Rod Rigging

Wally Day Sailor

    In the world of sailboat standing rigging there are three common materials used, stainless steel wire, Nitronic 50 rod, and various types of synthetic fibers, which are becoming more and more popular. I want to talk today about Nitronic 50 stainless steel rod. This specific type of stainless steel is very strong and noble. Rod rigging can provide lower stretch, less windage and reduced weight characteristics than its wire counterparts.

So if your boat is equipped with rod rigging, what maintenance schedule should one adhere to? In order to maintain your rod rigging or any rigging for that matter, it is highly recommended to simply wash and rinse the hardware with soap and water. This in itself      can make a big difference in its longevity. Mast Being unstepped!

The general guidelines for rod head inspection and service are 40,000 – 60,000 miles or 6 years, whichever comes first. Rods, tangs and fittings, generally should be replaced once the rig exceeds 120,ooo NM. This is a generalization that will vary by geographical region and use. Typically (at least in my experience) one will find that they reach the 6 year mark before the 60,000 miles. The rod head service is extremely important and should not be overlooked. In order to inspect/service your rod the mast will need to be un-stepped.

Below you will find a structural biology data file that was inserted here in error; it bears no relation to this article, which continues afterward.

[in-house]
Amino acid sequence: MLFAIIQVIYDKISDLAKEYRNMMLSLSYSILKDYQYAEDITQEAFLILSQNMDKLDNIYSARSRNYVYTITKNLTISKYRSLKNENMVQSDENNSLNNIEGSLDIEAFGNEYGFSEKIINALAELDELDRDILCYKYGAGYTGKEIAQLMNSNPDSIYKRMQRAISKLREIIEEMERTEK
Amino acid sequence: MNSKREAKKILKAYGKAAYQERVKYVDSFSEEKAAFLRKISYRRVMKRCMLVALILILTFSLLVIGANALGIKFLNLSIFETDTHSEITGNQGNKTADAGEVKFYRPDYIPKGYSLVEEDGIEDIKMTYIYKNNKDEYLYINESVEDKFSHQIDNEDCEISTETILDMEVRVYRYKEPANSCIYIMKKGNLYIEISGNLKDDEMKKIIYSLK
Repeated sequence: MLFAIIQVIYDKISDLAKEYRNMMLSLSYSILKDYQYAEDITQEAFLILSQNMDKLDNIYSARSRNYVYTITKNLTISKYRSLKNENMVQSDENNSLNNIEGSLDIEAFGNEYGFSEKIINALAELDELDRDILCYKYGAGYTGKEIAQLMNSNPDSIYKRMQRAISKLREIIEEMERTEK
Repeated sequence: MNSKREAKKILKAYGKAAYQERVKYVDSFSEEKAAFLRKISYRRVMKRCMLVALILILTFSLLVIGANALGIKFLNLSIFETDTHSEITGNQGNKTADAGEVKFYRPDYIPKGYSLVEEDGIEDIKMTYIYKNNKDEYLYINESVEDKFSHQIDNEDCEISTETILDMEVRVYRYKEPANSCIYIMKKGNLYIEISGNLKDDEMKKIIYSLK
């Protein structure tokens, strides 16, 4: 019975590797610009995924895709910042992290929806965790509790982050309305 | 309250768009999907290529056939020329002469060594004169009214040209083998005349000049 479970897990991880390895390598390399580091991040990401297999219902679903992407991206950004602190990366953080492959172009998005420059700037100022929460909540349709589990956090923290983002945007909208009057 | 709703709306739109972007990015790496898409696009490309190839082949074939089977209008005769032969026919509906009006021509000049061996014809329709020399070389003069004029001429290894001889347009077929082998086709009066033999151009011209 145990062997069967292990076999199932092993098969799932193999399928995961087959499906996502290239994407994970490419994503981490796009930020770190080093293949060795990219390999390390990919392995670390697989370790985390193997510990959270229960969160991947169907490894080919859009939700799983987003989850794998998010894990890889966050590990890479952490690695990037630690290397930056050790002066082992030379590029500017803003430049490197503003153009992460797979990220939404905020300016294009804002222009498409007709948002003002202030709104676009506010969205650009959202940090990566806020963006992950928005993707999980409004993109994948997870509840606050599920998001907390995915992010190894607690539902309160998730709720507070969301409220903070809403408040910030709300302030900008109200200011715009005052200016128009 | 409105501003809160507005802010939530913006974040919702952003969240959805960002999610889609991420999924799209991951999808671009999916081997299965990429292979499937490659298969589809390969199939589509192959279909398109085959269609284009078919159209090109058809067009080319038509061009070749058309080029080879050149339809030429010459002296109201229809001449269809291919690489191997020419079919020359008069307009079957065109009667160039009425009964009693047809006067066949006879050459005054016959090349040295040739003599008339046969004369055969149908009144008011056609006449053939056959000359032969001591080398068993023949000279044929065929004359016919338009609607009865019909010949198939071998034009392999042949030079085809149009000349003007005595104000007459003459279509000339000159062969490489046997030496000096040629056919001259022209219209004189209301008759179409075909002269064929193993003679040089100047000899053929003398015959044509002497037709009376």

cracked rod head

Rod heads are made by a hydraulic cold press machine that utilizes a series of dies, clamps and rams to press a head onto the rod. The rod heads are responsible for keeping the fitting from slipping off. The rods themselves can last a very, very long time. Much longer than the expected life span of wire. This is due primarily to the type of metal used, how it is treated, and also the construction characteristics of the wire vs that of the rod. Rod cold heads however, are prone to cracking and should go no longer than 6 years without being serviced.

G100 eye dimpled fitting

Typically Rod Marine Eyes Get Dimpled!

With some type of rod fittings the head can easily be accessed, cleaned up and inspected for cracking. However, other types of fittings will be dimpled to lock the fitting and can therefore not be undone to be inspected. In this case you will need to replace the fitting as well as the head for a satisfactory inspection. This does not necessarily mean the rod needs to be replaced. The length lost will be minimal and is usually within the throw of a turnbuckle.

Navtec Rod Stud

Rod Studs Also Typically are Dimpled!